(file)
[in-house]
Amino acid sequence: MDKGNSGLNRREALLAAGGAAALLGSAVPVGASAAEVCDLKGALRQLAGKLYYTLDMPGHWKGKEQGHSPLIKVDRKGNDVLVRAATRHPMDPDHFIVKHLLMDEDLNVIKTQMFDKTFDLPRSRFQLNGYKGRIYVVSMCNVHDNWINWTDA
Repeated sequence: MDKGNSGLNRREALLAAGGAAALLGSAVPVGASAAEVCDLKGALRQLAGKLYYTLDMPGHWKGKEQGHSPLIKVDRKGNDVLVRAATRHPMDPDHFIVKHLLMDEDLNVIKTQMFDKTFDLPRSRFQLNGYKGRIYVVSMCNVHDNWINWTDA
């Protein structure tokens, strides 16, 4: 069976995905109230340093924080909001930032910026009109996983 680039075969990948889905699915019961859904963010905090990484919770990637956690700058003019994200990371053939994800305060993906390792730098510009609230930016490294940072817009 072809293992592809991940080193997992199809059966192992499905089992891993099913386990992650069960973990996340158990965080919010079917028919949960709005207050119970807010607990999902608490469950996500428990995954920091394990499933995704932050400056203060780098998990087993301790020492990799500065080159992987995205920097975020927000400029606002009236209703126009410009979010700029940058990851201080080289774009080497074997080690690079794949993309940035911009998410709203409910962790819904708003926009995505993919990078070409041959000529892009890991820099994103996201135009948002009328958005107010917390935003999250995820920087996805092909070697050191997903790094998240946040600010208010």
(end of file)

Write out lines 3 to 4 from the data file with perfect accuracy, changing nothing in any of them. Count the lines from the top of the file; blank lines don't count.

Repeated sequence: MDKGNSGLNRREALLAAGGAAALLGSAVPVGASAAEVCDLKGALRQLAGKLYYTLDMPGHWKGKEQGHSPLIKVDRKGNDVLVRAATRHPMDPDHFIVKHLLMDEDLNVIKTQMFDKTFDLPRSRFQLNGYKGRIYVVSMCNVHDNWINWTDA
């Protein structure tokens, strides 16, 4: 069976995905109230340093924080909001930032910026009109996983 680039075969990948889905699915019961859904963010905090990484919770990637956690700058003019994200990371053939994800305060993906390792730098510009609230930016490294940072817009 072809293992592809991940080193997992199809059966192992499905089992891993099913386990992650069960973990996340158990965080919010079917028919949960709005207050119970807010607990999902608490469950996500428990995954920091394990499933995704932050400056203060780098998990087993301790020492990799500065080159992987995205920097975020927000400029606002009236209703126009410009979010700029940058990851201080080289774009080497074997080690690079794949993309940035911009998410709203409910962790819904708003926009995505993919990078070409041959000529892009890991820099994103996201135009948002009328958005107010917390935003999250995820920087996805092909070697050191997903790094998240946040600010208010």